ABC News Press Release, 27 Jan 2001:
What happens when a skeptic visits the center of government? He finds out how bad the waste, incompetence, and abuse of power can be.
For years, ABC News reporter John Stossel was a consumer reporter, exposing businesses that ripped off consumers. In his latest hour-long special, he does a consumer report on government, exposing programs that squander money and rules that make no sense. Some government officials aren't eager to talk about the problems, as Stossel discovered when then-Secretary of the Interior Bruce Babbitt walked out of an interview.
For 150 years, America's government guaranteed liberty - and little else. But over the past 60 years, under Republicans and Democrats, government has grown so sharply - that it costs the average American $10,000 per year in taxes to pay for it. Philosophy professor Tibor Machan tells Stossel that's not what the framers of the Constitution wanted: "The Founders tended to believe that government should be restricted. It should be limited to the function of securing our rights." Instead, government has taken on countless duties, from running subways to inspecting pickles.
Stossel looks at a typical St. Louis family and their tax burden - about one out of every three dollars they earn - and talks to tax expert Amity Shlaes, who notes that "Americans pay more in taxes than we do in food, clothing and shelter combined." Government can't even keep track of much of the money, as Stossel learns when he drops in on D.C. committee hearings and the General Accounting Office.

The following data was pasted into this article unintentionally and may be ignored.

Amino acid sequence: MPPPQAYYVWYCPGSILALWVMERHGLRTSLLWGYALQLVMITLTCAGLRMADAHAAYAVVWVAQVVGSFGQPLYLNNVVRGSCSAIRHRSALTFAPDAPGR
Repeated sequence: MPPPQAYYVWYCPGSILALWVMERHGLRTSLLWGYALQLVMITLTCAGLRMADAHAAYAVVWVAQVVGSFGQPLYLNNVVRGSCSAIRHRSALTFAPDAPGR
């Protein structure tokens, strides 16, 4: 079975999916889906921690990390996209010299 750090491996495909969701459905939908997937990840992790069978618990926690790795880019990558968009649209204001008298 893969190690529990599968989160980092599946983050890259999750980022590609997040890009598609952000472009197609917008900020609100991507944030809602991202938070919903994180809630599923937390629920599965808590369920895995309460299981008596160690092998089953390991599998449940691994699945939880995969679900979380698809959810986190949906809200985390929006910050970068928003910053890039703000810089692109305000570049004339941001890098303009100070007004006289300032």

Much of what government does do, it does poorly, finds Stossel. The Interior Department spent billions to help Native Americans, but Indians are the poorest people in America. Billions more have been spent on centrally-planned public housing, but instead of safe homes, low-income families often end up with dilapidated buildings where elevators don't work and security is poor. Charities complain that government rules make it tougher to help people. Today "if Jesus Christ wanted to start Christianity, he wouldn't be able to do it," says Mimi Silbert, who runs a mutual aid network in San Francisco, "because there are too many regulations."
Despite government's failures, Stossel points out that it continually seeks more power, whether on a local scale-such as seizing homes under the auspices of urban renewal - or on an international scale, intervening militarily in over a hundred countries.
What's the alternative? Stossel finds private organizations taking over formerly government-run functions and doing the job better. Competition - sorely lacking in government monopolies - gives these private companies an incentive to guarantee such necessities as clean water, and flights that actually arrive on time. In Jersey City, NJ, for instance, Mayor Bret Schundler got so disgusted with high-cost, lousy-tasting water, he put the water contract out for bid. "If they blow it, we're going to give the contract to somebody else," Schundler tells ABC News.
"John Stossel Goes To Washington" concludes with Prof. Machan's comment: "Government was intended to have a few, clearly-defined functions such as running the courts and the military, and it would do it much better if it didn't do all this other stuff that it has gotten its nose into."
Deborah Colloton and Mark Golden are the producers of "John Stossel Goes to Washington." Martin Phillips is the senior producer.